A study performed 5 years ago in our clinic revealed a prevalence rate of 31% for anticipatory symptoms. This finding is consistent with other investigations. It was hypothesized that more effective management of postchemotherapy nausea and vomiting and briefer chemotherapy regimens since the previous study would decrease the prevalence of anticipatory symptoms. The study reported in this article assessed the prevalence of anticipatory symptoms in 121 patients receiving parenteral chemotherapy over a 7‐week period. The overall prevalence rate of 33% for anticipatory symptoms was not significantly different from the previous study or other investigations. Length of postchemotherapy nausea was significantly related to the report of anticipatory symptoms. However, the severity of symptoms reported in the investigation was mild. The prevalence in patients on adjuvant therapy for breast cancer was also significantly reduced from the previous investigation. It is concluded that although anticipatory symptoms commonly occur they are only rarely clinically significant.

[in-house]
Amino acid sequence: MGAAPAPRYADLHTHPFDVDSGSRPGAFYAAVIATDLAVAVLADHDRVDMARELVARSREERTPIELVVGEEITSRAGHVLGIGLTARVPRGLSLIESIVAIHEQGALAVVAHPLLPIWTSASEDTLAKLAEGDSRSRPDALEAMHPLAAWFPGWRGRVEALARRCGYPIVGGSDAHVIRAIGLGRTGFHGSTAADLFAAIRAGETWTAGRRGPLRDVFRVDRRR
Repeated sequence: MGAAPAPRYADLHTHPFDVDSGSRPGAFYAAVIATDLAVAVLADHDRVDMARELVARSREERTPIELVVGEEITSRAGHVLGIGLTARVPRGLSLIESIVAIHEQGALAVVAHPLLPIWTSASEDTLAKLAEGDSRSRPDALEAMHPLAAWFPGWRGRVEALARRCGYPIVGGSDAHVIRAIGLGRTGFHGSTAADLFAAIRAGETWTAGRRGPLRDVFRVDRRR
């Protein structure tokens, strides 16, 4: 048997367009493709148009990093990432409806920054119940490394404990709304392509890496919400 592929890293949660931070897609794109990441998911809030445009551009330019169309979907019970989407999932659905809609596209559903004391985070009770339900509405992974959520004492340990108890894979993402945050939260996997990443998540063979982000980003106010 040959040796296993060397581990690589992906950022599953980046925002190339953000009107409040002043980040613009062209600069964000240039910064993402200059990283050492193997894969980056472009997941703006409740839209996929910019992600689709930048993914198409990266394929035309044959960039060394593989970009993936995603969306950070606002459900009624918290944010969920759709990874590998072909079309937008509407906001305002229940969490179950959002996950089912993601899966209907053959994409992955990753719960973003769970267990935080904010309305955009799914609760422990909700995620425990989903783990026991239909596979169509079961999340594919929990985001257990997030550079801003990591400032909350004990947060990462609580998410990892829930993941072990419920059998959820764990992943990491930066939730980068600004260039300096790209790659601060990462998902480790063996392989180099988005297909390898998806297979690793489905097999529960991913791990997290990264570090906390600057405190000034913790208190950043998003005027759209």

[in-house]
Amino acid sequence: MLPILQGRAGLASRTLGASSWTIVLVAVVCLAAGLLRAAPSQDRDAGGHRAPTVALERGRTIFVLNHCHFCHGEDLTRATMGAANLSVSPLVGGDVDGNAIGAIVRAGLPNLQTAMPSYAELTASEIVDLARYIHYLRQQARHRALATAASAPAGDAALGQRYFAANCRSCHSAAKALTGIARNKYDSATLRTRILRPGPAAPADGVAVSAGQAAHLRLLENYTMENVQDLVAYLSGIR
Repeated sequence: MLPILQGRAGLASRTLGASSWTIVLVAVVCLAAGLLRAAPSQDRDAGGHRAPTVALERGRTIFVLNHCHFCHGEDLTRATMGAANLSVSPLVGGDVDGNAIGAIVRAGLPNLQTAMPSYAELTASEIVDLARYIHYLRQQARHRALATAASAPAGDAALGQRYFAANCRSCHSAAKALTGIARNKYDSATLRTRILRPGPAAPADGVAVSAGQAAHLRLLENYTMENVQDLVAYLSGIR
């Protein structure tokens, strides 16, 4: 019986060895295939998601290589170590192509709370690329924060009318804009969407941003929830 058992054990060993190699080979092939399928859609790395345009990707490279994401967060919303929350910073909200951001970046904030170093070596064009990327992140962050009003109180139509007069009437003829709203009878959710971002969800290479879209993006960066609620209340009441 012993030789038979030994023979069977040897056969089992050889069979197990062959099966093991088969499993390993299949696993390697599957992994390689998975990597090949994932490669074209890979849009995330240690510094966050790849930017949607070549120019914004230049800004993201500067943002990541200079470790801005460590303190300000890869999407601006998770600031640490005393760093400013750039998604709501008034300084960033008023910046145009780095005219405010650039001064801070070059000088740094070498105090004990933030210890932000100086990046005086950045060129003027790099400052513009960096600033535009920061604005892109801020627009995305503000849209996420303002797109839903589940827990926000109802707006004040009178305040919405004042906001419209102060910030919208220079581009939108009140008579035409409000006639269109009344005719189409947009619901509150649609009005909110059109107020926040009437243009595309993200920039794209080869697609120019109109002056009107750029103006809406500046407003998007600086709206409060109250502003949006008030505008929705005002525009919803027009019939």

|Original language||English (US)|
|Number of pages||4|
|State||Published - Dec 15 1988|
ASJC Scopus subject areas
- Cancer Research